Joe Root, for years the boy wonder of English cricket, has just become its leading man. When Alastair Cook stepped down as captain of the international Test team in February, there was no real debate over who should succeed him. The England and Wales Cricket Board took less than a week to confirm 26-year-old Root’s elevation from vice-captain to the top job.
The Yorkshireman is ranked the third best Test batsman currently playing the game and he has compiled a staggering 4,594 runs for his country since first walking to the crease as an international in Nagpur, India in 2012. No other batsman has scored as many runs in Tests during that time.
As a batsman, Root brings consummate timing, a deft touch, improvisation and iron stubbornness – pure Sheffield steel – to the crease. And in the face of fire-breathing fast bowlers he rarely loses his sense of fun, often responding to 90mph bouncers fired at his head with a cheeky grin.
The England captaincy has long seemed to be Root’s destiny. He was picked out from an early age by his teachers as a player who refused to give his wicket away cheaply, one who learned quickly and asked the right questions. Most importantly, he made a lot of runs. Talk of his being captaincy material started early.
This all paved the way for his rapid rise through Yorkshire’s academy and first team, then into the international arena at 22. Over the course of his 53 Test matches he has a stellar average of 52.8, hitting 11 centuries and 27 half centuries along the way. That’s not to mention averaging 49.68 in one-day internationals, with another ten hundreds.
International cricket captaincy can make or break even the best players; it requires strength of will, tactical acumen and strategic thinking, man-management skills and the ability to lead from the front. Coaches and team-mates past and present believe Root has those qualities – as well as the requisite fire in his belly. Coach’s sister title Men’s Fitness caught up with Root to talk leadership and find out how he’s preparing for the biggest year in an already glittering career.
It’s been a while now since you were named England’s Test captain. What are your thoughts on the role now? Has it sunk in?
I’ve been playing a lot of white-ball cricket [one-day and Twenty20 matches] and I’ve been focusing on that. I had to make sure the news didn’t detract from my game out there. Then after coming back from the West Indies I made sure I had some downtime before getting stuck into the captaincy.
I’ve kept my eye on the cricket going on around the world which has been very useful and obviously looking at the sides we are coming up against in the next six to 12 months, which includes South Africa, the West Indies and, of course, Australia.
When planning for a tough Test series, as the one against South Africa this summer will be, where do you start?
There are a number of different things, but most importantly I have to make sure my own game is in good order, that I’m doing everything I can in terms of fitness and looking after my batting. That’s where I want to start. Of course, I’ll then be looking at selection and opposition teams, at the challenges we have to overcome if we’re going to beat all those sides.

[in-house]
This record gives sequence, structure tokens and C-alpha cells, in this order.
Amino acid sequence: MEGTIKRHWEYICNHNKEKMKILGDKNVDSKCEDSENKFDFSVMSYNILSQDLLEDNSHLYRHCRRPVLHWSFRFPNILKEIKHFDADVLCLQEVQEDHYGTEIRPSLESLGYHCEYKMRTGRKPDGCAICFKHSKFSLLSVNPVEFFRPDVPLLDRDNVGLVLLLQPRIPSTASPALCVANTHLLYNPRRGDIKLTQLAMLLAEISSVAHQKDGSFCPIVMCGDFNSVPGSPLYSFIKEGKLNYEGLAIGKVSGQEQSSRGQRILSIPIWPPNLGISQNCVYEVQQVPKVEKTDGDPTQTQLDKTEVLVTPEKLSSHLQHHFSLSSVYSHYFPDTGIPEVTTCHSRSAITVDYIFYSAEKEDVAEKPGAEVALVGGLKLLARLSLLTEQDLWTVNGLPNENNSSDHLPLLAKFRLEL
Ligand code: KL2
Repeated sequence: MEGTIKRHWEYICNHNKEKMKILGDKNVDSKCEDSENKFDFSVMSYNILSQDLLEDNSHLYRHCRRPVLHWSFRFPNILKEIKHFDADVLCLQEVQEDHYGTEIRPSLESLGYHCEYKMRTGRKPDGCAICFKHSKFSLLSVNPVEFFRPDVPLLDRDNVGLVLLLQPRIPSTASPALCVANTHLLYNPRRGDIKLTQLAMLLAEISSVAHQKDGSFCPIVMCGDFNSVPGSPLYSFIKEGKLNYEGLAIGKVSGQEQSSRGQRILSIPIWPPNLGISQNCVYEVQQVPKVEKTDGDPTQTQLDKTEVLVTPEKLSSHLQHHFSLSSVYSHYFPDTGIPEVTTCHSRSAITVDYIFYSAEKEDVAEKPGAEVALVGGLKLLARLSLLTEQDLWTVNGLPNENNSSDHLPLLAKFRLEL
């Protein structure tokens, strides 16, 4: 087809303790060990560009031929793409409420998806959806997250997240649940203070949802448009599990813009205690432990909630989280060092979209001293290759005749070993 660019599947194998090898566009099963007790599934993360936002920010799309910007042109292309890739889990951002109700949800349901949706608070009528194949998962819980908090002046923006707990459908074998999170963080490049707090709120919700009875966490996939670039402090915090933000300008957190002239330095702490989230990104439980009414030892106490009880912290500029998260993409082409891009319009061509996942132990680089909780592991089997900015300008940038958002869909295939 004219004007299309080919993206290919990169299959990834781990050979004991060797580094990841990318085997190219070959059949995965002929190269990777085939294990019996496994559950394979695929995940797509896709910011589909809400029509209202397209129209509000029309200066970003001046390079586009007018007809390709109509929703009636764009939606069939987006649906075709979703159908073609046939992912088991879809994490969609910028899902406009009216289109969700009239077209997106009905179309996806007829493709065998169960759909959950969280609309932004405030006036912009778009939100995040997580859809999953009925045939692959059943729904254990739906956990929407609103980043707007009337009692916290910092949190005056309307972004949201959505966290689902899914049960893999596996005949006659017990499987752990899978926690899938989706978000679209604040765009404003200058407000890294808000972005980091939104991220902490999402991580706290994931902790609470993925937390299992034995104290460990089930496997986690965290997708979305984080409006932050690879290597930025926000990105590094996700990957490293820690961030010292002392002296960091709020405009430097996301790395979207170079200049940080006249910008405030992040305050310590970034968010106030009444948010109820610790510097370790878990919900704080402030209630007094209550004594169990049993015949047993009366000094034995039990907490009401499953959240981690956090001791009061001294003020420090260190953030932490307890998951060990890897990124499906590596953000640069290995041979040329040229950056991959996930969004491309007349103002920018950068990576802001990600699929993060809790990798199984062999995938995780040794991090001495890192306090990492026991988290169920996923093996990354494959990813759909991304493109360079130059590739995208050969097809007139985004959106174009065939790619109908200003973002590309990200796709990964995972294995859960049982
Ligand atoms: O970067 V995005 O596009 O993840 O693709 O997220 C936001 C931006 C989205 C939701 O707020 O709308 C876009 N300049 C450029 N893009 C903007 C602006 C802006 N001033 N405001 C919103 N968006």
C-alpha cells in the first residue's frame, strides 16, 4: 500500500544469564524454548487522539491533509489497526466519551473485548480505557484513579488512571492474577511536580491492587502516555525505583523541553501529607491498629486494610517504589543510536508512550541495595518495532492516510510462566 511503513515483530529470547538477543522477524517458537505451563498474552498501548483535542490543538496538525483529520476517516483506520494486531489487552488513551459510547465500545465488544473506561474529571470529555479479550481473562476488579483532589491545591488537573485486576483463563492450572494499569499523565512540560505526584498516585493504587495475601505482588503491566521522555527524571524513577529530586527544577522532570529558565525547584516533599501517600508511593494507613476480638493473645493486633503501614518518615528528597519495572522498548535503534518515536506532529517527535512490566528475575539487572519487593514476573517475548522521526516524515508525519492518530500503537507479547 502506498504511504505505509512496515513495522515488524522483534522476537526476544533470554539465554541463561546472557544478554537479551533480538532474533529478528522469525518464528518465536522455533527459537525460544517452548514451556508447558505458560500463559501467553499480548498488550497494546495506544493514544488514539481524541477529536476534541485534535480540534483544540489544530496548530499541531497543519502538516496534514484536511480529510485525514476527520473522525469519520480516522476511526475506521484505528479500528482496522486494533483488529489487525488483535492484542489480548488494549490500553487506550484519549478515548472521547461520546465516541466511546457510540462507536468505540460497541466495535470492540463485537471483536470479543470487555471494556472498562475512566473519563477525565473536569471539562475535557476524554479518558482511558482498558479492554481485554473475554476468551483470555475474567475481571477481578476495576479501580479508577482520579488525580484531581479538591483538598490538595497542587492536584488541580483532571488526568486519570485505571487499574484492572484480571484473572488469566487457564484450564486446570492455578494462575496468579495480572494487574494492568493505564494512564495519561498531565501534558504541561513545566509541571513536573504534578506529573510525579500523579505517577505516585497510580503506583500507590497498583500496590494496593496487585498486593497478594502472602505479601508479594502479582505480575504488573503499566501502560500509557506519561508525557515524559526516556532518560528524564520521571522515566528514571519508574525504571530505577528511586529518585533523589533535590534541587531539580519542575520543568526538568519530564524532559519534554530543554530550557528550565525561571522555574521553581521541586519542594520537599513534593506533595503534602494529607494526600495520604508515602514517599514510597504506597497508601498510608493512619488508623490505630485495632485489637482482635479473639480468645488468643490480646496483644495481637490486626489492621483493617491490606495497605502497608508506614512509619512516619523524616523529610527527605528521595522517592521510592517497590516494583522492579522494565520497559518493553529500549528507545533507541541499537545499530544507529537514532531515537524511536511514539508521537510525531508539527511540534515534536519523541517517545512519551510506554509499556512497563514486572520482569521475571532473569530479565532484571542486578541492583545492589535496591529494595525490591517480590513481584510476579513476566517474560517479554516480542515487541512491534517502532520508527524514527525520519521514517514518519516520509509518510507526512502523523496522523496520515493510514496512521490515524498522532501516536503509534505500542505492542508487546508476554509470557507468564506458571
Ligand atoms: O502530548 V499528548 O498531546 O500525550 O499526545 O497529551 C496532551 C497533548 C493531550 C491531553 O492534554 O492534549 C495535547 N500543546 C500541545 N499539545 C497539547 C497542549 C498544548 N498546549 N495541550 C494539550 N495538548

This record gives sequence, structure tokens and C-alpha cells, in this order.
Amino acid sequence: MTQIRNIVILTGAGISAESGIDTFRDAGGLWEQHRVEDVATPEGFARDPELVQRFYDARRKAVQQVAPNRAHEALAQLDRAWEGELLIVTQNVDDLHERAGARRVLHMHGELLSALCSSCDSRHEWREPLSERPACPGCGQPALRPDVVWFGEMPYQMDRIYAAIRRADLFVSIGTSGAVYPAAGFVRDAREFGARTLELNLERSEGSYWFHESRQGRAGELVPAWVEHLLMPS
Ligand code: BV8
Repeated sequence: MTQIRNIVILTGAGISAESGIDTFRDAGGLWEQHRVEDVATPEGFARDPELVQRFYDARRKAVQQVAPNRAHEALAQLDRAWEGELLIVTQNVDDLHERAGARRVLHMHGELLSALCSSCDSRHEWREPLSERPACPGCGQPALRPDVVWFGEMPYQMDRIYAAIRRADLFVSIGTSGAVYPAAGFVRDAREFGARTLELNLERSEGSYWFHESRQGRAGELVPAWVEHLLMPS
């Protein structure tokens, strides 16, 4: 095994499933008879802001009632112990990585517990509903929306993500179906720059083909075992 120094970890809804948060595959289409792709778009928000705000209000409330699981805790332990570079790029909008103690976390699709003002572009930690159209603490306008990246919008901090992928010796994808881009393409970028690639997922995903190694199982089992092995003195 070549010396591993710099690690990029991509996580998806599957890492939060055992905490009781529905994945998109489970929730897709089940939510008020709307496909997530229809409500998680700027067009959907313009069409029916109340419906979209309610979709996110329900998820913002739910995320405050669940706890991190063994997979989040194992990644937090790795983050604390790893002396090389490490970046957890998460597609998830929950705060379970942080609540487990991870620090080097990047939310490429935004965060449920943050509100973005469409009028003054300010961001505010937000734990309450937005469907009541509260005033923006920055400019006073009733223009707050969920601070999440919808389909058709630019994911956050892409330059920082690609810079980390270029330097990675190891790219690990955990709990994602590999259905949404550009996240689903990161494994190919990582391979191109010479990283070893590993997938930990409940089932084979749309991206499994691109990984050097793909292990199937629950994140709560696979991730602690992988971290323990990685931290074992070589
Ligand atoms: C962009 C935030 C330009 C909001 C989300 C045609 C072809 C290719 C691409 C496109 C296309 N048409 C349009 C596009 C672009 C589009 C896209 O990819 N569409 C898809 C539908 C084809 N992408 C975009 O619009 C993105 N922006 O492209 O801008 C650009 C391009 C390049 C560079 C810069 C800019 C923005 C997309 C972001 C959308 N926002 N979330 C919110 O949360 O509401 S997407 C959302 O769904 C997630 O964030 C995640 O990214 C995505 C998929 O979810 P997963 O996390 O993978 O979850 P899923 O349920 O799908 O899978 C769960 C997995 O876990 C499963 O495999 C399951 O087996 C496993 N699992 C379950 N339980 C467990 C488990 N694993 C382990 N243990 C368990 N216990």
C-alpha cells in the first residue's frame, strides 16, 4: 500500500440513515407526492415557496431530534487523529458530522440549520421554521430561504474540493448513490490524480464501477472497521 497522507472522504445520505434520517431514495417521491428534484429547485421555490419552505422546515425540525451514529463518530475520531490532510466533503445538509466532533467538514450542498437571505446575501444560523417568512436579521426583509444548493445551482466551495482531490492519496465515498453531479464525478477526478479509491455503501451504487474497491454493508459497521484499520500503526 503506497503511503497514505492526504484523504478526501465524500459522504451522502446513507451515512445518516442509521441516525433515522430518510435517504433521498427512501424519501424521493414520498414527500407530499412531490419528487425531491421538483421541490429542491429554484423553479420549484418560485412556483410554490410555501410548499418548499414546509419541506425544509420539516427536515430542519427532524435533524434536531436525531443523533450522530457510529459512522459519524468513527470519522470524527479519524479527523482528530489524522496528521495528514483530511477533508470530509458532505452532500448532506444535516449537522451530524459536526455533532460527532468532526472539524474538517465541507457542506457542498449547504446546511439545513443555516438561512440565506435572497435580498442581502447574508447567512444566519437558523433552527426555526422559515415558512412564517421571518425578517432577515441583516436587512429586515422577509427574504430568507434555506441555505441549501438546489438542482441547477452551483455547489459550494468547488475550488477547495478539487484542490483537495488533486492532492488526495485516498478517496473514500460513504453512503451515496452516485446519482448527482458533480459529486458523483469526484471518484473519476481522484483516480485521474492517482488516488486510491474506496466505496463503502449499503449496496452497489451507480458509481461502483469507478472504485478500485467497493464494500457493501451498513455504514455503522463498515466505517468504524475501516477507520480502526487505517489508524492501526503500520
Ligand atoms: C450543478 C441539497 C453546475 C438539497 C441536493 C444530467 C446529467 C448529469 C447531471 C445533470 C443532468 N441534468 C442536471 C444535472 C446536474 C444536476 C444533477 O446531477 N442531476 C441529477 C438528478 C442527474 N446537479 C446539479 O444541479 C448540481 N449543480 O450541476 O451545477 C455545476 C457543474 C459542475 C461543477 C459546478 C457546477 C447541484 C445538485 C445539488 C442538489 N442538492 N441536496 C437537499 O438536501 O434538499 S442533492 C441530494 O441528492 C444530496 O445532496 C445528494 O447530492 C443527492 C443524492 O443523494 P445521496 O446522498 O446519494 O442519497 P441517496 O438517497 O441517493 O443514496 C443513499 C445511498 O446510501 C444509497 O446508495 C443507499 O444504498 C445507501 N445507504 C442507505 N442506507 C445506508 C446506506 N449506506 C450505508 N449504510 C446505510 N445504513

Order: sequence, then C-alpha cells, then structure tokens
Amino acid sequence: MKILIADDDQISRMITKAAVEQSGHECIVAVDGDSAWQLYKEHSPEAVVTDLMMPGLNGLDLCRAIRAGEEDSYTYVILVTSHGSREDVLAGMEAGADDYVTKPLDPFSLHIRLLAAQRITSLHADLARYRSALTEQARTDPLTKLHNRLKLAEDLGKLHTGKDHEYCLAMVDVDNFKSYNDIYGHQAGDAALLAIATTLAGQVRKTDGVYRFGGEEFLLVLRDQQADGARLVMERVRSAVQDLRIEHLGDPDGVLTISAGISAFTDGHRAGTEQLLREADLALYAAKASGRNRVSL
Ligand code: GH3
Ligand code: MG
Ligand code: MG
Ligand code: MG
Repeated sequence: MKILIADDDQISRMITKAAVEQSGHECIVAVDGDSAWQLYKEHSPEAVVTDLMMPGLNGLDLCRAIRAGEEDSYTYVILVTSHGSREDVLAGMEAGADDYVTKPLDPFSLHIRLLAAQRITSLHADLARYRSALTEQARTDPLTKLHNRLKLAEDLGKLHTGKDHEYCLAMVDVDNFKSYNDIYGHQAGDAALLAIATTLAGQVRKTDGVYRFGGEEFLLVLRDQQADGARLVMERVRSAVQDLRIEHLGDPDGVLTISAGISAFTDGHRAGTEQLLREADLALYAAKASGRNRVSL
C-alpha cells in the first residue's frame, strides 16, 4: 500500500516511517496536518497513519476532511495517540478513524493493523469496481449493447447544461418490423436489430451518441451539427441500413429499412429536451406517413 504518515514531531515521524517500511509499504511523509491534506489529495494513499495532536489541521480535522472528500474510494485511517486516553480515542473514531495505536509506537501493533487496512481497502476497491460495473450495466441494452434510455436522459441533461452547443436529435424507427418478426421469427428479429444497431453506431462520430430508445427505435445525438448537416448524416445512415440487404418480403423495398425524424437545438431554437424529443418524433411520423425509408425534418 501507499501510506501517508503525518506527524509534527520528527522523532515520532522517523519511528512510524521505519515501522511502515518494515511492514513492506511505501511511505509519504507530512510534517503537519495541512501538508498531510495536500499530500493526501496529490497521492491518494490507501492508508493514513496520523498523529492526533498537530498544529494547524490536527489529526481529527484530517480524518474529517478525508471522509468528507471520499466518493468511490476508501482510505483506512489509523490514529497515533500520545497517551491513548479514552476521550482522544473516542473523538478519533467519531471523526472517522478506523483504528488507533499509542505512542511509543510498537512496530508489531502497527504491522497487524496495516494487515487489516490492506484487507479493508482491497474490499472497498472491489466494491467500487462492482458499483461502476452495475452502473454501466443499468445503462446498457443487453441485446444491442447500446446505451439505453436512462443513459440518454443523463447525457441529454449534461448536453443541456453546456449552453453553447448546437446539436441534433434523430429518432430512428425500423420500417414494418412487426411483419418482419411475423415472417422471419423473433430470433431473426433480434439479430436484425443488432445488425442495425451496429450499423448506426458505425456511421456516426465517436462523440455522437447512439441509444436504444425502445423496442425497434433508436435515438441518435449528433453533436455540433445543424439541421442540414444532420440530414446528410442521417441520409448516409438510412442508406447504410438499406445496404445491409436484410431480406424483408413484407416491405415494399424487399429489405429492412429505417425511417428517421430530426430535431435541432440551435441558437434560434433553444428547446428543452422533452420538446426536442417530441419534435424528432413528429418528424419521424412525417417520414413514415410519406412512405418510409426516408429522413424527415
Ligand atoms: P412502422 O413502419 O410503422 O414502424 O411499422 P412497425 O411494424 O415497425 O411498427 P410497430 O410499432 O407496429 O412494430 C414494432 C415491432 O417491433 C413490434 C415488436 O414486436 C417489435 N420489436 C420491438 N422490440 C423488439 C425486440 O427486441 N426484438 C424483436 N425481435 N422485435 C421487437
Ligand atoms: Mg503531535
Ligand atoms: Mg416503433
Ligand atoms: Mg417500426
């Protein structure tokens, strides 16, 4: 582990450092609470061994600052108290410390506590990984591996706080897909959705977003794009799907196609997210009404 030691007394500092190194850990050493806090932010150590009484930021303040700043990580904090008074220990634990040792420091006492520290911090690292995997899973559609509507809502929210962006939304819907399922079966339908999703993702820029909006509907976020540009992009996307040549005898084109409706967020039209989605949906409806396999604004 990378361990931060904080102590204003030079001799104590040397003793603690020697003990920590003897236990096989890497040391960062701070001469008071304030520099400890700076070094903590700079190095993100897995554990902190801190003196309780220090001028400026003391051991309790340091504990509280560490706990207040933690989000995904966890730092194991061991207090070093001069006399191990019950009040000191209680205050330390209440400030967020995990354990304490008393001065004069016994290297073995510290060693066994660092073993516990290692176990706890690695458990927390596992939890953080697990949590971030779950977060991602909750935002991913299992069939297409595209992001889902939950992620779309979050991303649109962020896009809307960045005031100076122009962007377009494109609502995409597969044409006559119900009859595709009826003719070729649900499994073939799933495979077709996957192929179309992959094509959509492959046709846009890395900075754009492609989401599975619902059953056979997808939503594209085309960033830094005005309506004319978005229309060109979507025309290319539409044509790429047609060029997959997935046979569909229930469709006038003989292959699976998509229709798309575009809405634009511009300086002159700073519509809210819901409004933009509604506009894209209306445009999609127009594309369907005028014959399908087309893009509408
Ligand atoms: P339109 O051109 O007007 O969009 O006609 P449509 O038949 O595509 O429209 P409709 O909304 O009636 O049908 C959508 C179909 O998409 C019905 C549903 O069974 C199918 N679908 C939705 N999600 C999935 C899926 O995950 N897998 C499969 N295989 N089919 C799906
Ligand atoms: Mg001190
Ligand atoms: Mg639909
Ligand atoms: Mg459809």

Your former coach at Yorkshire, Jason Gillespie, said it was the exact right time for you to take on the captaincy. Does it feel like the right time?
I haven’t really thought about it in those terms, to be honest. It has more been about the excitement of being given the opportunity.
What was Alastair Cook like as a captain?
Cooky was fantastic as a leader, the way he went about it all. The respect he had in the dressing room, and continues to have, is testament to what he’s done for this team.
I feel very lucky to have inherited a side that is very talented, pretty settled and in a very good place to kick on and become even better.
What elements of Cook’s captaincy will you take into your own handling of the role?
It has been great to watch him go about the job. He led from the front in the way he played his cricket. He set the example in the gym and in practice. He never asked anything of anyone he wasn’t prepared to do himself, that’s a great trait to have.
Now I’m really excited to see him concentrate on his batting, to see him relax a bit more and just enjoy playing the game. I want to see how many runs he can score, because if he’s at his best we’re going to be in a really good place at the back end of this summer.
Does it help to have the former captain with you on the field or could it prove a hindrance?
I think Cooky will let me get on with it and do it my own way. It’s nice knowing you’ve got that experience around to draw on and I’m very lucky to have him and two very senior bowlers in the side in Stuart Broad and Jimmy Anderson. Again, I’m sure they’ll let me get on with it.
How would you describe your captaincy style?
It’s hard to say really until I get stuck into it. Previously [in four matches as captain of Yorkshire and England Lions] I’ve tried to go on instinct, to go with what feels right in the moment. You obviously have to plan well, but more than anything you have to react to what the surfaces are telling you, what the conditions are saying and what the opposition are doing.
It’s important that I do what comes naturally and stick to my guns. I don’t want anything forced – I want it to be natural and relaxed. I want the players to express themselves on the field. There will be times to rein it in though, and we may have to do that a little bit more than we have done previously, but I think it’s exciting where we are with our cricket.